On Monday, July 21, 2014, President Obama signed an executive order barring government contractors from discriminating against transgendered people and homosexuals. The order did not exempt religious institutions, many of which act as “government contractors” by providing traditional charity-type services that would otherwise fall to government bureaus. Under the new restrictions, these religious institutions can have their federal funding cut off if there is even a “threat” that they may violate the provisions of the president’s executive order. So, the government will be doling out funds to support the ministries of liberal churches whose religious beliefs are amenable to hiring homosexual church staff, while more traditional religious groups will likely be denied the same government support.
The First Amendment admonishes the government to “make no law respecting an establishment of religion. . .” This provision has been interpreted very broadly through the years, to include government action that would favor one religious tradition over another. So that, for instance, Christmas trees may be displayed on government land as long as they are accompanied by Jewish menorahs and Muslim crescent moons.
By the same token, when religious institutions act as government contractors, the government must be very careful not to show preference for one religious tradition over another. Remember the liberal hand-wringing over President Bush’s Faith-Based Initiative? As overwrought as some of the liberal concerns were, they were also, to a certain extent, well-founded. Not because President Bush wanted to establish a theocracy as some on the looney left complained, but because such a program puts the government in a position to financially support – or withdraw support from – religious institutions. Inherent in this setup lies the possibility of corrupting both church and state. Churches may be forced to warp their values to comply with state edicts. And the government could effectively set up a state church by funding the types of institutions it likes, and pulling funding from the institutions that it doesn’t like. That threat, which lay dormant during the Bush years, was activated Monday by President Obama’s executive order.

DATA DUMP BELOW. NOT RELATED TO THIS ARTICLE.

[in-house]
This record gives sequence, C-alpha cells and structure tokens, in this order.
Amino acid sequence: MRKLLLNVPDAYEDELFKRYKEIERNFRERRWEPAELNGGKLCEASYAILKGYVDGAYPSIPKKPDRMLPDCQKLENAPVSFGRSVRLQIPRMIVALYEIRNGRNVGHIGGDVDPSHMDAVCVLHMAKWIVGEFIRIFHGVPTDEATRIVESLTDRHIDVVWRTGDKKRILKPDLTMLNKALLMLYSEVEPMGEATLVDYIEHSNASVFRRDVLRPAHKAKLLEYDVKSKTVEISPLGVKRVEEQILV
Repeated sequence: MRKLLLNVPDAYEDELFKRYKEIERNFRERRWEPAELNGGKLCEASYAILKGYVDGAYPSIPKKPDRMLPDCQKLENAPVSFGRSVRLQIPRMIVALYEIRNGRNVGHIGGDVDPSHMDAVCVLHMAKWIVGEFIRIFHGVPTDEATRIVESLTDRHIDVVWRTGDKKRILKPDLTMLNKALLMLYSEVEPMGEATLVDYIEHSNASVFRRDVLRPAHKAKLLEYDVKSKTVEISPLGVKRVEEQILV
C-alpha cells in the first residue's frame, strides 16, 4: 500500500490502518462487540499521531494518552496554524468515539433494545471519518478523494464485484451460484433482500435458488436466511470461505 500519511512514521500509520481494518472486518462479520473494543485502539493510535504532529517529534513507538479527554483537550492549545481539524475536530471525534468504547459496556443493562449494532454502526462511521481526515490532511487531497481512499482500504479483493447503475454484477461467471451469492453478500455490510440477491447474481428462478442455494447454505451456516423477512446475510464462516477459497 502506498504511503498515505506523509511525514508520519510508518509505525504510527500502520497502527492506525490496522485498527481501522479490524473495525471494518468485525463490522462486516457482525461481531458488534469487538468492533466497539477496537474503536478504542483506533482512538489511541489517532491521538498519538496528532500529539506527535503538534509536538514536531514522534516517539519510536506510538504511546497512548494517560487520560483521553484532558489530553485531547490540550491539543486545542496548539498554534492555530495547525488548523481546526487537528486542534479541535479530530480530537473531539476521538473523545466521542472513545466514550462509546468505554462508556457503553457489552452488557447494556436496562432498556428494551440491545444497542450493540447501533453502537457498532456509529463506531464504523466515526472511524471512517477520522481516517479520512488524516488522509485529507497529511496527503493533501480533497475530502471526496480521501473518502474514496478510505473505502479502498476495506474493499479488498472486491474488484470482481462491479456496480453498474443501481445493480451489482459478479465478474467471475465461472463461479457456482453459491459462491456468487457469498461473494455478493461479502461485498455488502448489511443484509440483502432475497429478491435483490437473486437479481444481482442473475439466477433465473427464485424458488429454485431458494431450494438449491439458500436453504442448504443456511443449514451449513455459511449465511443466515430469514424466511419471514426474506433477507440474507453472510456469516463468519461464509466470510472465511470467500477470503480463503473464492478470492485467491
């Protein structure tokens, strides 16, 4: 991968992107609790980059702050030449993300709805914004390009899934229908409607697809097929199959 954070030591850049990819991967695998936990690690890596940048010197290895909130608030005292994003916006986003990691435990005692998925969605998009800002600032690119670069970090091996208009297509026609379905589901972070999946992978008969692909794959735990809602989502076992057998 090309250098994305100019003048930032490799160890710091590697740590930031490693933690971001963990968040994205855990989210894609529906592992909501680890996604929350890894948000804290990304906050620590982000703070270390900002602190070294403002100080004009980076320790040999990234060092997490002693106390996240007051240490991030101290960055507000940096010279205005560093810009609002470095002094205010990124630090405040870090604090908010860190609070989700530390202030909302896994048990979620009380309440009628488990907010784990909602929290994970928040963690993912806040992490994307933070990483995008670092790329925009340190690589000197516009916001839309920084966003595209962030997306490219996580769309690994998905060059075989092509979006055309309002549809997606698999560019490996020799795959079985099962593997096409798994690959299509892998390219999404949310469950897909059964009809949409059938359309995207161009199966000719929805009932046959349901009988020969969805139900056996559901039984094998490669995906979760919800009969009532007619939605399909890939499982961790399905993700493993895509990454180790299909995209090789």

In the lead up to the president signing the executive order, many clergymen petitioned the president on this issue of religious exemption. But not all of them were for it. A broad coalition of theologians requested a religious exemption from the new rules. And a group of liberal theologians argued against a religious exemption. Both sides, surely, had their faith-based reasons, founded on biblical notions of sexual morality, or Christian charity, or liberation theology, or whatever.
Had the president come down on the side of the broad coalition of theologians, he would have maintained practical neutrality. That is, both liberal and traditional religious organizations would have been able to continue following their articles of faith without giving up government funds. But instead, the president (unsurprisingly) sided with the smaller group of liberal theologians. As a result, his executive order will bar – or at least deter – traditional organizations from accepting government funds as contractors. But there will be no such bar to liberal religious groups. The president, therefore, has set up a situation where the government will make funds available for liberal churches, but not traditional ones.
While a large portion of funding of religious programs comes in the form of contracts, even more government money is provided in the form of grants. For now, the gender and sexual orientation rules governing distribution of this grant money have an exemption for religious institutions. But how long will that last?
In recent years, The ACLU has made a mockery of itself (and constitutional jurisprudence) by claiming that publicly displayed Christian crosses or copies of the Ten Commandments constitute a violation of the Establishment Clause. But now, the president of the United States has passed an executive order that will direct funding to religious groups whose beliefs are favored by the administration. But for some reason, I doubt the ACLU will take the case.
Unless otherwise stated, these are the opinions of RT Vaden.